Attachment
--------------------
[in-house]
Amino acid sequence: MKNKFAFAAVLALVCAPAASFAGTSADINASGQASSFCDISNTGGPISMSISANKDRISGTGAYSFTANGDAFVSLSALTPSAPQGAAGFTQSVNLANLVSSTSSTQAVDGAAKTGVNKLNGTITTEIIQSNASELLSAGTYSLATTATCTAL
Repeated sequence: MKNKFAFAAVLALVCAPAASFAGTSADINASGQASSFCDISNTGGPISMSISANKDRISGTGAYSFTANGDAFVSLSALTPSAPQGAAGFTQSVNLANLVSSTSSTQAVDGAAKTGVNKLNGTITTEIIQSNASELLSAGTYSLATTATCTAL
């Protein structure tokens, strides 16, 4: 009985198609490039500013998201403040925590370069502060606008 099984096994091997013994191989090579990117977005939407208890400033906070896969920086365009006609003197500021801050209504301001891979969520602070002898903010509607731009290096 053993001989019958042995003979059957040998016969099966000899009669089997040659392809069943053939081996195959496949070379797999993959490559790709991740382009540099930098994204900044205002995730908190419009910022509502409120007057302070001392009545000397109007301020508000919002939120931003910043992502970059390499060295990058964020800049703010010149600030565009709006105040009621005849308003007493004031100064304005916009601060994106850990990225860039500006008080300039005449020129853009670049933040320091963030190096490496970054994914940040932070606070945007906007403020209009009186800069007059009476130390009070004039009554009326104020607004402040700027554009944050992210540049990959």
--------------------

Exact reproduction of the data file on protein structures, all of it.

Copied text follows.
[in-house]
Amino acid sequence: MKNKFAFAAVLALVCAPAASFAGTSADINASGQASSFCDISNTGGPISMSISANKDRISGTGAYSFTANGDAFVSLSALTPSAPQGAAGFTQSVNLANLVSSTSSTQAVDGAAKTGVNKLNGTITTEIIQSNASELLSAGTYSLATTATCTAL
Repeated sequence: MKNKFAFAAVLALVCAPAASFAGTSADINASGQASSFCDISNTGGPISMSISANKDRISGTGAYSFTANGDAFVSLSALTPSAPQGAAGFTQSVNLANLVSSTSSTQAVDGAAKTGVNKLNGTITTEIIQSNASELLSAGTYSLATTATCTAL
């Protein structure tokens, strides 16, 4: 009985198609490039500013998201403040925590370069502060606008 099984096994091997013994191989090579990117977005939407208890400033906070896969920086365009006609003197500021801050209504301001891979969520602070002898903010509607731009290096 053993001989019958042995003979059957040998016969099966000899009669089997040659392809069943053939081996195959496949070379797999993959490559790709991740382009540099930098994204900044205002995730908190419009910022509502409120007057302070001392009545000397109007301020508000919002939120931003910043992502970059390499060295990058964020800049703010010149600030565009709006105040009621005849308003007493004031100064304005916009601060994106850990990225860039500006008080300039005449020129853009670049933040320091963030190096490496970054994914940040932070606070945007906007403020209009009186800069007059009476130390009070004039009554009326104020607004402040700027554009944050992210540049990959």